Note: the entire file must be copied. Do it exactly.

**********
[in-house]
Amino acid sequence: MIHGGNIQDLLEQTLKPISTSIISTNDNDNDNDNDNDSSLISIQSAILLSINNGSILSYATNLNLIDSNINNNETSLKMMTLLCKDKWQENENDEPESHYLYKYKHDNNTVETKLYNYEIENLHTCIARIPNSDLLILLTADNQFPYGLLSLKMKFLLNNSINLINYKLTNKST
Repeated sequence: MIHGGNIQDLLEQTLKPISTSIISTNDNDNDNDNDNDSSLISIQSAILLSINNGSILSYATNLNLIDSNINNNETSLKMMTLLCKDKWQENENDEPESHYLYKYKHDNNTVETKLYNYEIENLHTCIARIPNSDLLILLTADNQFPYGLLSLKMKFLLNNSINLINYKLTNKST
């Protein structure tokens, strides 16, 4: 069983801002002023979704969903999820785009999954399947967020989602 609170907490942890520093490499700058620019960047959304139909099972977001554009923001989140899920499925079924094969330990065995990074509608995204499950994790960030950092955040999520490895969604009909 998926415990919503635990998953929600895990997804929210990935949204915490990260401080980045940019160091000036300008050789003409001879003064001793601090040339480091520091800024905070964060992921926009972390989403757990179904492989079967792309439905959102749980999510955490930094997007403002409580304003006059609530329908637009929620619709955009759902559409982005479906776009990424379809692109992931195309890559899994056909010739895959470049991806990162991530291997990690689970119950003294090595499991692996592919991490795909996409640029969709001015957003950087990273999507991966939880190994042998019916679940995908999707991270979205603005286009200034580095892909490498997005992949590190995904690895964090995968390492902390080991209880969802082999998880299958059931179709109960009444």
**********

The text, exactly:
[in-house]
Amino acid sequence: MIHGGNIQDLLEQTLKPISTSIISTNDNDNDNDNDNDSSLISIQSAILLSINNGSILSYATNLNLIDSNINNNETSLKMMTLLCKDKWQENENDEPESHYLYKYKHDNNTVETKLYNYEIENLHTCIARIPNSDLLILLTADNQFPYGLLSLKMKFLLNNSINLINYKLTNKST
Repeated sequence: MIHGGNIQDLLEQTLKPISTSIISTNDNDNDNDNDNDSSLISIQSAILLSINNGSILSYATNLNLIDSNINNNETSLKMMTLLCKDKWQENENDEPESHYLYKYKHDNNTVETKLYNYEIENLHTCIARIPNSDLLILLTADNQFPYGLLSLKMKFLLNNSINLINYKLTNKST
């Protein structure tokens, strides 16, 4: 069983801002002023979704969903999820785009999954399947967020989602 609170907490942890520093490499700058620019960047959304139909099972977001554009923001989140899920499925079924094969330990065995990074509608995204499950994790960030950092955040999520490895969604009909 998926415990919503635990998953929600895990997804929210990935949204915490990260401080980045940019160091000036300008050789003409001879003064001793601090040339480091520091800024905070964060992921926009972390989403757990179904492989079967792309439905959102749980999510955490930094997007403002409580304003006059609530329908637009929620619709955009759902559409982005479906776009990424379809692109992931195309890559899994056909010739895959470049991806990162991530291997990690689970119950003294090595499991692996592919991490795909996409640029969709001015957003950087990273999507991966939880190994042998019916679940995908999707991270979205603005286009200034580095892909490498997005992949590190995904690895964090995968390492902390080991209880969802082999998880299958059931179709109960009444």